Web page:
Some other challenges to their survival are presented here:


Personal logo Cacique Caribe Supporting Member of TMP29 Jul 2017 10:29 p.m. PST

So much unnecessary waste and unjustified pain and suffering.

I could understand eating the entire animal, for human or pet food even, but the idea of dumping 90% of the animal back in the water while it's still alive, to die by drowning is absolutely revolting.

It's a blatant mistreatment of resources that speaks volumes about the mentality of those who procure and consume the damn fins.


Personal logo Cacique Caribe Supporting Member of TMP30 Jul 2017 8:06 a.m. PST

Bowman: "I like sharks as much as the next guy, but the "Shark Week" frenzy just escapes me"

I would be equally thrilled if they also had a 'Cephalopod Week'! They are truly fascinating suckers, pardon the pun. :)


Personal logo Bowman Supporting Member of TMP31 Jul 2017 7:49 a.m. PST

I'm with you, Dan.

I like shows on sharks……and cephalopods for that matter. But the marketing hype for a whole week of stupid shows is beyond me. I know it's a ratings boon. Again, I hope they do a little bit about the plight of the sharks so our grandchildren, and their children can enjoy shark week too.

Personal logo Cacique Caribe Supporting Member of TMP31 Jul 2017 8:57 a.m. PST

Even if all our conservation efforts in most of the world's territorial waters are a success, sharks will continue to dwindle if the shark fin soup tradition isn't stopped in China.

Their government apparently has no interest in doing anything meaningful about the practice. If it was about feeding a hungry population the entire shark would be put to use, not just the fins. Besides, the government is more interested in its own aggressive territorial expansion projects, like building and arming artificial islands, which hasn't stopped or even slowed down one bit despite all the diplomatic talks, threats or sanctions.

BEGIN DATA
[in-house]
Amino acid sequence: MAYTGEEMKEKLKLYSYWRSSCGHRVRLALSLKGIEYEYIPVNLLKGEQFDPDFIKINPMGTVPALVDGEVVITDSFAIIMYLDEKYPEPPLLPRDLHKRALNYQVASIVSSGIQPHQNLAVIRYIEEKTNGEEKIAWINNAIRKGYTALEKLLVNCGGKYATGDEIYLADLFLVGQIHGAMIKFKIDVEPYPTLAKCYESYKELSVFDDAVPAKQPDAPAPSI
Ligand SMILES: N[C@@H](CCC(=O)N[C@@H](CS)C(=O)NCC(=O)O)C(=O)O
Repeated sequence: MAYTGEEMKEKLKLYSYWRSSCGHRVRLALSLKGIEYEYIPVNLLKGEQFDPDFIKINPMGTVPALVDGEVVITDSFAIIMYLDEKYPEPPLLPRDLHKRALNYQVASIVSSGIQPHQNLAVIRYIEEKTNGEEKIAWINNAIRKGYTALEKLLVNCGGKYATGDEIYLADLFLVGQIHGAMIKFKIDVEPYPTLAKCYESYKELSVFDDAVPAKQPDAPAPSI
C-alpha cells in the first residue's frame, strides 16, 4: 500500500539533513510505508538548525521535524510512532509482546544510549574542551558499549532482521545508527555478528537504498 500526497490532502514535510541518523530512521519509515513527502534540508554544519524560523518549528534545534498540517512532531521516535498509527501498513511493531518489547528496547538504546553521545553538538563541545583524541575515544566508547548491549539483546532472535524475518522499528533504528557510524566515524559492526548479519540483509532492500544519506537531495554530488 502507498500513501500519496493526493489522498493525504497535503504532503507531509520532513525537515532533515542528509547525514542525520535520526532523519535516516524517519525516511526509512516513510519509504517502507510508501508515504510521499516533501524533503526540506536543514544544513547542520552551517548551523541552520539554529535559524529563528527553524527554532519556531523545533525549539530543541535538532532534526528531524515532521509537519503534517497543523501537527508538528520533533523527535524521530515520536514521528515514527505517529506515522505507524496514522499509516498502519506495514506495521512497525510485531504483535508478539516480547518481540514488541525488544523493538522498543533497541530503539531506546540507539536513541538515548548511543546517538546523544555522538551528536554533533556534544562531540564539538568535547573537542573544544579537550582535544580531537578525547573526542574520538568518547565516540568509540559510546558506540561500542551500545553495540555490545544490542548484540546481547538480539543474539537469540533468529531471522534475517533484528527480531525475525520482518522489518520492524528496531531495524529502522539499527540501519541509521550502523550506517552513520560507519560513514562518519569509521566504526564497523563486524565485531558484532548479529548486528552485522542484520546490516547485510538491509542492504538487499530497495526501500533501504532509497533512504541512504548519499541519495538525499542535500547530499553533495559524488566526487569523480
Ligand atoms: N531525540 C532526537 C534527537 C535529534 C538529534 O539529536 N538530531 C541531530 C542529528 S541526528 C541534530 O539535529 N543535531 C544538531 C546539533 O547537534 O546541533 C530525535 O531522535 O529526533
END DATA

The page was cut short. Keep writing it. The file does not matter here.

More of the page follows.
And once they completely wipe out the sharks in their current fishing grounds, the harvesting vessels will simply expand their searches into new international waters were they can still get fins.

A disgustingly wasteful mentality is at work there.

PS. By the way, is this the first time you and I have ever agreed on something? :)

Personal logo Bowman Supporting Member of TMP01 Aug 2017 5:06 a.m. PST

Their government apparently has no interest in doing anything meaningful about the practice. If it was about feeding a hungry population the entire shark would be put to use, not just the fins.

Shark fins are an expensive delicacy. I would doubt that the average Chinese citizen would be eating this. The upper classes. the diplomats and the power brokers that would be needed for any change in Chinese policy are exactly those that have the means to eat this delicacy, and do so. That's the problem in a nutshell.

And then there is the lunacy of traditional "Chinese medicine". Just Google "bear bile" and "bear gall bladders" for more of that. It even affects us in Canada. And not to single out mainland China, ……..both Korea and Japan are complicit in this affair.



Personal logo Cacique Caribe Supporting Member of TMP01 Aug 2017 7:04 a.m. PST

"Lunacy" is too kind a word for this foul perversion.


Charlie 12 Inactive Member01 Aug 2017 7:11 p.m. PST

And you can add to the above list the absurd fascination with rhinoceros horn. Which has driven more than a few of the species to the brink of extinction.

Full agreement Dan. "Lunacy" is too kind a word…

Personal logo Cacique Caribe Supporting Member of TMP02 Aug 2017 1:37 a.m. PST

Well said, Charlie 12. Well said indeed!

Guess what? I just heard Craig Ferguson agree with me about the sharks getting used to people feeding them.

Warning language not safe for work:

YouTube link